Proverbs 25:27-28 It is not good to eat much honey, Nor is it glory to search out one's own glory. 28 Like a city that is broken into and without walls Is a man who has no control over his spirit.

    Now, what I find fasinating is that verse 28 clearly states that the issue involved in these passages is restraint and control, and nothing is mentioned of anything being granted by God! It is in the context of control over one's spirit, and whether or not it the blessings are given by God are never said to be crutial anywhere [of course, I would argue that there is no such thing as a blessing that is not granted by God]! To just simply say that you are going to receive God's blessings even when you will vomit them up makes you like a city broken in without walls.

    In fact, that is why I like to use this verse in talking with quiverfull advocates, because quiverfull advocates will often quote Psalm 127:5 and talk about the not being ashamed when they speak to the enemies at the gate [which I think is erroniously applied to culture wars, when the context is most clearly law courts, as even John Calvin argued]. However, what is interesting is that, although Psalm 127:3 says that children are a blessing, Proverbs 25 says that overendulgence of any blessing such that it causes vomiting of any kind makes you a city without walls which is broken in, totally the opposite of Psalm 127:5!

    The problem is that quiverfull is reductionistic. It sees the blessings of God, and it sees the goodness of children, but then, because of an "American excess" view of what a blessing is, they then say to go out and have as many children as possible with no concern as to "what they need" [Proverbs 25:16]. The truth is somewhere inbetween. Yes, children are a blessing, and yes, more people should seek to have children, as it is a need in the church right now. However, to do that in excess without considering, as the ant does in Proverbs 6:6-8, what he will need for the winter, is something that the wisdom literature says is folly, on more than one occasion.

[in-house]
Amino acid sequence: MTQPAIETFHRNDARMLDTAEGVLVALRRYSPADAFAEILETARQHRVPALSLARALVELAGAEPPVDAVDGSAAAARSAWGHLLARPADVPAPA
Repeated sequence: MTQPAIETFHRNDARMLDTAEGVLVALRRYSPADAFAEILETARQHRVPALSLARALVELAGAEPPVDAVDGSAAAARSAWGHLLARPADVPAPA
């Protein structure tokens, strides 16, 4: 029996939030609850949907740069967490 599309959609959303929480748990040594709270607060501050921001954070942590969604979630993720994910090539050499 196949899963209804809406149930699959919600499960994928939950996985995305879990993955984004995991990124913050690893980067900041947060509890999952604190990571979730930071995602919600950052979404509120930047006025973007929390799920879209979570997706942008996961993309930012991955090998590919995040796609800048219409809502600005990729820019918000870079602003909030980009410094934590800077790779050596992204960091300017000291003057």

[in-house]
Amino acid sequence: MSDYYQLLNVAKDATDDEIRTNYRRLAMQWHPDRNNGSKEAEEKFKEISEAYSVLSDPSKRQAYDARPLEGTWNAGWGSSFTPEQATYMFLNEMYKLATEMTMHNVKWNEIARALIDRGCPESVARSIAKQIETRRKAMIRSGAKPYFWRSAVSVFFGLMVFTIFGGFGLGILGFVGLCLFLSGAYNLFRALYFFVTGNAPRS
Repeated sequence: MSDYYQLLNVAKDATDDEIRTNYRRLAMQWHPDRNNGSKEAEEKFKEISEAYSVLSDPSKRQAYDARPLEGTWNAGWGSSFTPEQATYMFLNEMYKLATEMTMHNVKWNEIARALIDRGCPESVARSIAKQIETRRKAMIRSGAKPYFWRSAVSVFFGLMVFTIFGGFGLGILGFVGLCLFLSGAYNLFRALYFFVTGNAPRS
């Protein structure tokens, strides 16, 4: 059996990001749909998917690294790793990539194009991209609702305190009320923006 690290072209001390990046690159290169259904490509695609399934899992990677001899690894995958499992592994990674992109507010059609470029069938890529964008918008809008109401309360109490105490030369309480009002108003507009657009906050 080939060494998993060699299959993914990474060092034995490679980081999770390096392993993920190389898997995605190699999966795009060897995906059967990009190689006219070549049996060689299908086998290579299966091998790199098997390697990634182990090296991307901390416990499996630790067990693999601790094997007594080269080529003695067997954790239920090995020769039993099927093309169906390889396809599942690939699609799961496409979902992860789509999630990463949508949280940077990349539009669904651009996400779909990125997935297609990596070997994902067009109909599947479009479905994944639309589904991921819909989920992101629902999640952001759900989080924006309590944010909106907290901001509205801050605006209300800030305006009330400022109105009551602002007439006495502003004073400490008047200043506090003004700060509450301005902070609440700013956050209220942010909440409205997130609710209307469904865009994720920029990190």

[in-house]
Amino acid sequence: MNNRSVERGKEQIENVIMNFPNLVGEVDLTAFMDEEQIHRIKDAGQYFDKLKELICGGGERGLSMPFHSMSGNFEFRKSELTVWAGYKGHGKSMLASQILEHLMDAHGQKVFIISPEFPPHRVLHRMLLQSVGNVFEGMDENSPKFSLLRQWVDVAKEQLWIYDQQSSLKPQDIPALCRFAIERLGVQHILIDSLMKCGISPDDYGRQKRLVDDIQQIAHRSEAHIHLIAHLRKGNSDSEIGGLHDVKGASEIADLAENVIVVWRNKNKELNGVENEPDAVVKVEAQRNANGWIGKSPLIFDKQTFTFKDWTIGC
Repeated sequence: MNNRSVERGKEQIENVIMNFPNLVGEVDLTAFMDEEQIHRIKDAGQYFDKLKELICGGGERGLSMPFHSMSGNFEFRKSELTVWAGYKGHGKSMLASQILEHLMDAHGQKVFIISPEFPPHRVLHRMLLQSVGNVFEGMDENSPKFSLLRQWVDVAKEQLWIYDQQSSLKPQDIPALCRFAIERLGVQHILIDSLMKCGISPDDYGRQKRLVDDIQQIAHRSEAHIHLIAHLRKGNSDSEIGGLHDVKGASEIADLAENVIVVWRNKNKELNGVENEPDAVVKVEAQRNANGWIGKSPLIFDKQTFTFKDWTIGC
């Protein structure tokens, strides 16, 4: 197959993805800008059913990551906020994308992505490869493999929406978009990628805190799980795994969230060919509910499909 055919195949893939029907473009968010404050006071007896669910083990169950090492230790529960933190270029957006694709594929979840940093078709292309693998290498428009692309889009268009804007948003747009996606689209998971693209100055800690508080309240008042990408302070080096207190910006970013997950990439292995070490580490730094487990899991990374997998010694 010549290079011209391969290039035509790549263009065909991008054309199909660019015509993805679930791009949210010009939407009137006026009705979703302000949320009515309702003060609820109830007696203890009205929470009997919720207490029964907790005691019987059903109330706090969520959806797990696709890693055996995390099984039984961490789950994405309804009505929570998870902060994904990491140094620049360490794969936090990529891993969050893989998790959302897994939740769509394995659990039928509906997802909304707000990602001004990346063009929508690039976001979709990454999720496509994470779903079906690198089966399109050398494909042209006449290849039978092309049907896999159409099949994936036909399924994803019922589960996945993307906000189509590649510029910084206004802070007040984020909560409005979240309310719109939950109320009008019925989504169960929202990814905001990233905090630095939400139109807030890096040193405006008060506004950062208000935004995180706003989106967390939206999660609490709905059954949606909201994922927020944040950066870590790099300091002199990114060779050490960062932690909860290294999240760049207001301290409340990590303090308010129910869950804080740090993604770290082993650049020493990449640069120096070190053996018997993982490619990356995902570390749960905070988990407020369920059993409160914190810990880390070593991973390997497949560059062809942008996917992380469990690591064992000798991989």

God Bless,
    Adam
     
  11. Andres

    Andres Puritan Board Doctor

    Adam, what would you say about Proverbs 10:22 - "The blessing of the LORD makes rich, and He adds no sorrow with it"?
     
  12. kvanlaan

    kvanlaan Puritan Board Doctor

    So then we are looking to contradict this:
    , correct? I'd rather not, thank you. Thus I don't follow the logic; you can sleep with your wife all you want, but without God's specific blessing in the matter, you will not conceive. You really have very little to do with the conception of your child.

    If God puts honey before you, it is within your power to not eat it. Nowhere does it say "defraud yourselves not of honey..." so I really don't see the correlation that you are trying to put together there.

    That's precisely what I mean about getting too nit-picky. We are a group of Calvinists here, and no one will deny the sovereignty and providence of God in all this.

    I'm afraid you put far too much of the power of conception in the hands of man with this argument. It is not an automatic thing, you see. "American excess" has no bearing on the argument whatsoever on the part of the child-bearer, as, again, without the hand of God, there will be no conception, regardless of the 'excess' you seem to place on the QF follower. Does 1Cor7 have no bearing at all?
     
    Last edited: May 3, 2010
  13. he beholds

    he beholds Puritan Board Doctor

    From Adam:
    So, before America, it would have been ok to have as many children as possible, since the main reason Americans want babies is b/c they are after excess? This is so contrary to any American seeking excess that I know of. Maybe you aren't an American so don't know this, but the excess that we are after is usually prevented by the birth of multiple children. We like things and money in excess. Children ruin our things and take our money. The people who are open to having many children are actually usually not the ones who are treating children like commodities or collectibles.

    And what about before birth control? Sure, now we can do both: obey Scripture and not defraud one another while using BC to not get pregnant. BUT there was a time before BC where obeying God and giving yourself freely to your spouse would have been accepting the possibility of making babies. SO then it was OK to have blessings in excess, but not now that science has stepped in to fix what was broken in God's word?

    I guess I'm saying that I don't think time or circumstance changes the meaning of God's word. God's word exhorting us to not defraud one another stood before BC. I think we can all agree that this meant at that time children, and lots of them, were to be very welcome in families.
    If this meant that then, why would it change now, just because we now have a more precise way of preventing child birth?